IRELAND could be given more time to repay the bailout loans from the European Union.
Eurozone governments are discussing ways to help Ireland and Portugal return to the capital markets swiftly and have voiced a preference for delaying the repayment of bailout loans by the two states, Reuters reported last night.
Sources quoted from a 15-page discussion paper from the European Commission and the European Stability Mechanism (ESM) that was debated last week by deputy finance ministers from the eurozone.
Finance ministers from the so-called Eurogroup may discuss the matter at their next meeting in Brussels on Monday.
"They are favouring an extension of maturities of the EFSF and EFSM loans in order to avoid bottlenecks in paying back (the loans)," one of the sources with knowledge of the document told Reuters, speaking on condition of anonymity.
Ireland has received €67.5bn in its international bailout, while Portugal got €79.5bn.
Both countries were taken off financial markets and are undergoing tough structural reform programmes in return for the aid. Ireland's programme will expire this year, Portugal's next year.
A timely full return to financial markets would be a success for the eurozone, seeking to showcase that their bailouts had worked in a crisis that has sent unemployment rocketing in some countries and has led to an election standoff in Italy.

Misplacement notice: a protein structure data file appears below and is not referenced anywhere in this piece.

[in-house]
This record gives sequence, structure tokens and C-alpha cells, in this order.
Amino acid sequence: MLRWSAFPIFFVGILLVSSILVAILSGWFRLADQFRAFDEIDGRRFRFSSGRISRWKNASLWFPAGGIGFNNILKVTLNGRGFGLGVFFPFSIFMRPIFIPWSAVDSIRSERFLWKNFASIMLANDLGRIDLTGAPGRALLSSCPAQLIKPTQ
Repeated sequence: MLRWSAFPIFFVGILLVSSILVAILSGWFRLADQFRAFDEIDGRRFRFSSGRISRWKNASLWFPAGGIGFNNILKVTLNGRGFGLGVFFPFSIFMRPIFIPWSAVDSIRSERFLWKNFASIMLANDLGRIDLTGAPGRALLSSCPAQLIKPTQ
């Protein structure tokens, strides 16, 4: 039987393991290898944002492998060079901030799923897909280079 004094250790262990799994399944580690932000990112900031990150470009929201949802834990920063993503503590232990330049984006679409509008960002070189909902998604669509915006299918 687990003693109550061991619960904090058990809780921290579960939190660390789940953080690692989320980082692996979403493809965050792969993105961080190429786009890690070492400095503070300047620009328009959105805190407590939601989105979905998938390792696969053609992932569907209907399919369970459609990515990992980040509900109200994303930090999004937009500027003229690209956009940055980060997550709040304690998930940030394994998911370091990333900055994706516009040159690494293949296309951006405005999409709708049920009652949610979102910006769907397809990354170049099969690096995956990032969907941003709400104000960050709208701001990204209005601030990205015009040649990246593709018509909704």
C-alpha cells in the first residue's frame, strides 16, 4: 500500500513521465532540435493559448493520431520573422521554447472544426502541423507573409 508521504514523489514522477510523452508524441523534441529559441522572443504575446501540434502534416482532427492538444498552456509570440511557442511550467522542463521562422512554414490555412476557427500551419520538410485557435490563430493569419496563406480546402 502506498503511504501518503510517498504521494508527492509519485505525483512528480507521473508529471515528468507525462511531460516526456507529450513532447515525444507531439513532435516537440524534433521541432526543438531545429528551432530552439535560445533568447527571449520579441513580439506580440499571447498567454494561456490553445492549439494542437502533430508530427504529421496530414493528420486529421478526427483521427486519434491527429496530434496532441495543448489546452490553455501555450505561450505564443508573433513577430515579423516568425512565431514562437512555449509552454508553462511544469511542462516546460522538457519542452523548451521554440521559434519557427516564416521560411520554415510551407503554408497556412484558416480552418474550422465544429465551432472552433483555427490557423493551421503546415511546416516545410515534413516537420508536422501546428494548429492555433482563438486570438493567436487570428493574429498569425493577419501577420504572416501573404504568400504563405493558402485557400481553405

But Ireland and Portugal have asked eurozone finance ministers to help them stay off the programmes once they expire. The Government here also hopes Europe's new ESM rescue fund will take stakes in its almost fully state-owned banking sector off its hands next year once it is permitted to do so.
Under the preferred option, Ireland and Portugal would be allowed to backload their loan repayments, but remain within the timeframe of their existing overall schedule.
That would imply no substantial change to the aid agreements, and therefore would not require Bundestag approval, one of the sources said.
Another source said Germany was blocking a deal over concerns it would need to get approval from the Bundestag's budget committee or plenary.
The second-best option would allow both recipient countries to delay paying back the loans beyond that schedule, by 2.5 years, five years or more than five years, though that would be even more likely to require Bundestag approval.
Were Ireland's EFSM/EFSF loans to be extended in 2015 and 2016, the amount of Irish debt maturing in those years would fall to €5.6bn from €10.6bn currently and €12.1bn from €16.3bn respectively.
A third option may be to provide both countries with a precautionary credit line through the ESM, a condition for tapping the European Central Bank's Outright Monetary Transactions (OMT) programme.
Portugal and Ireland have begun returning to debt markets and Finance Minister Michael Noonan said last week he planned to apply for the OMT plan – but not just yet.
The ECB announced the OMT last September to counter investor fears of a eurozone break-up but it has yet to deploy it, with some policymakers preferring to keep it under wraps.